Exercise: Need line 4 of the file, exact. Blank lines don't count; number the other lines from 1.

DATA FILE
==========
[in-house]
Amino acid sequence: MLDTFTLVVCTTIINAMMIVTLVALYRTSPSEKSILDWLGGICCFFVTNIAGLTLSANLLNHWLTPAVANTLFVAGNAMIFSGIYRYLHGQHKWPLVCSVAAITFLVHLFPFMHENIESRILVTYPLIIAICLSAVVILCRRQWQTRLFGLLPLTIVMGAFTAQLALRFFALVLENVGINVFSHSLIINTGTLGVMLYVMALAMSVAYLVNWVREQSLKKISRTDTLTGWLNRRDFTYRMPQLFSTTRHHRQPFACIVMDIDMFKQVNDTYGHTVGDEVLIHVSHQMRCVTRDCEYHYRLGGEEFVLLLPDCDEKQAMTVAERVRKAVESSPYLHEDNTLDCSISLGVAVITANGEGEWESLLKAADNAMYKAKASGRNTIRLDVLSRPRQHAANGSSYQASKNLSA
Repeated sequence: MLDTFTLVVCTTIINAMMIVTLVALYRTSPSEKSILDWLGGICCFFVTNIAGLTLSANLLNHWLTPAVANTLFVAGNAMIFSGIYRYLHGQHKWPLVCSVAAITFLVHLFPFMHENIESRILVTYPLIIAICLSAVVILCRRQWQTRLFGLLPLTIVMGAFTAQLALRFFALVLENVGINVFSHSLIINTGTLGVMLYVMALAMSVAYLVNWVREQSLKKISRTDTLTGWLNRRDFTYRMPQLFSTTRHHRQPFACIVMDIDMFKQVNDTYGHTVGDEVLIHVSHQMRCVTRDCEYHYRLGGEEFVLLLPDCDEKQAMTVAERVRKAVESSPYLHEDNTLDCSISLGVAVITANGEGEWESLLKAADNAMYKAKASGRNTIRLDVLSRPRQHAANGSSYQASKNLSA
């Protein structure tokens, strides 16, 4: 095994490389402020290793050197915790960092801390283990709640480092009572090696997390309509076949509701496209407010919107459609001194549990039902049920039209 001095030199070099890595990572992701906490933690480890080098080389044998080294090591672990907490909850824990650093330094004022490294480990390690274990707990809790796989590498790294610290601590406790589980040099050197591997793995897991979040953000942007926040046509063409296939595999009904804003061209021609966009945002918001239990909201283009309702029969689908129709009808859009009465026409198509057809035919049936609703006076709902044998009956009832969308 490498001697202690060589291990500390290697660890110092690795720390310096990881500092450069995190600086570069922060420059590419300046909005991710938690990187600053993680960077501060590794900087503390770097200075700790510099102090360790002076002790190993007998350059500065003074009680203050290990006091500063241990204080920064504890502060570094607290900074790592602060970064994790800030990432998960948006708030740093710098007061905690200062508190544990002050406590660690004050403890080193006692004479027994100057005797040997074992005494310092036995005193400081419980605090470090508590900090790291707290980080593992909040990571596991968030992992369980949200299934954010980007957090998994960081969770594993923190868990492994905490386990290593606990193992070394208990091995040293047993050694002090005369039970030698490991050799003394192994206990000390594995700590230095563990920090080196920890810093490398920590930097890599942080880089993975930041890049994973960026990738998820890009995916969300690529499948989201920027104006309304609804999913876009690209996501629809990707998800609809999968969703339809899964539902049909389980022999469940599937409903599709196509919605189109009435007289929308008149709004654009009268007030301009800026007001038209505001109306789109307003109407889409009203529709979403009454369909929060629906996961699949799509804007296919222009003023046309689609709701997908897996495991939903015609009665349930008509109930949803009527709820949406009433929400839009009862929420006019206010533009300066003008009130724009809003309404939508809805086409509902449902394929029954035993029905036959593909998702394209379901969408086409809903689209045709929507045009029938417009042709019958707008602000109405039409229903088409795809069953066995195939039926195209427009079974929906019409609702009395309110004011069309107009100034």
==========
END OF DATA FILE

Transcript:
């Protein structure tokens, strides 16, 4: 095994490389402020290793050197915790960092801390283990709640480092009572090696997390309509076949509701496209407010919107459609001194549990039902049920039209 001095030199070099890595990572992701906490933690480890080098080389044998080294090591672990907490909850824990650093330094004022490294480990390690274990707990809790796989590498790294610290601590406790589980040099050197591997793995897991979040953000942007926040046509063409296939595999009904804003061209021609966009945002918001239990909201283009309702029969689908129709009808859009009465026409198509057809035919049936609703006076709902044998009956009832969308 490498001697202690060589291990500390290697660890110092690795720390310096990881500092450069995190600086570069922060420059590419300046909005991710938690990187600053993680960077501060590794900087503390770097200075700790510099102090360790002076002790190993007998350059500065003074009680203050290990006091500063241990204080920064504890502060570094607290900074790592602060970064994790800030990432998960948006708030740093710098007061905690200062508190544990002050406590660690004050403890080193006692004479027994100057005797040997074992005494310092036995005193400081419980605090470090508590900090790291707290980080593992909040990571596991968030992992369980949200299934954010980007957090998994960081969770594993923190868990492994905490386990290593606990193992070394208990091995040293047993050694002090005369039970030698490991050799003394192994206990000390594995700590230095563990920090080196920890810093490398920590930097890599942080880089993975930041890049994973960026990738998820890009995916969300690529499948989201920027104006309304609804999913876009690209996501629809990707998800609809999968969703339809899964539902049909389980022999469940599937409903599709196509919605189109009435007289929308008149709004654009009268007030301009800026007001038209505001109306789109307003109407889409009203529709979403009454369909929060629906996961699949799509804007296919222009003023046309689609709701997908897996495991939903015609009665349930008509109930949803009527709820949406009433929400839009009862929420006019206010533009300066003008009130724009809003309404939508809805086409509902449902394929029954035993029905036959593909998702394209379901969408086409809903689209045709929507045009029938417009042709019958707008602000109405039409229903088409795809069953066995195939039926195209427009079974929906019409609702009395309110004011069309107009100034």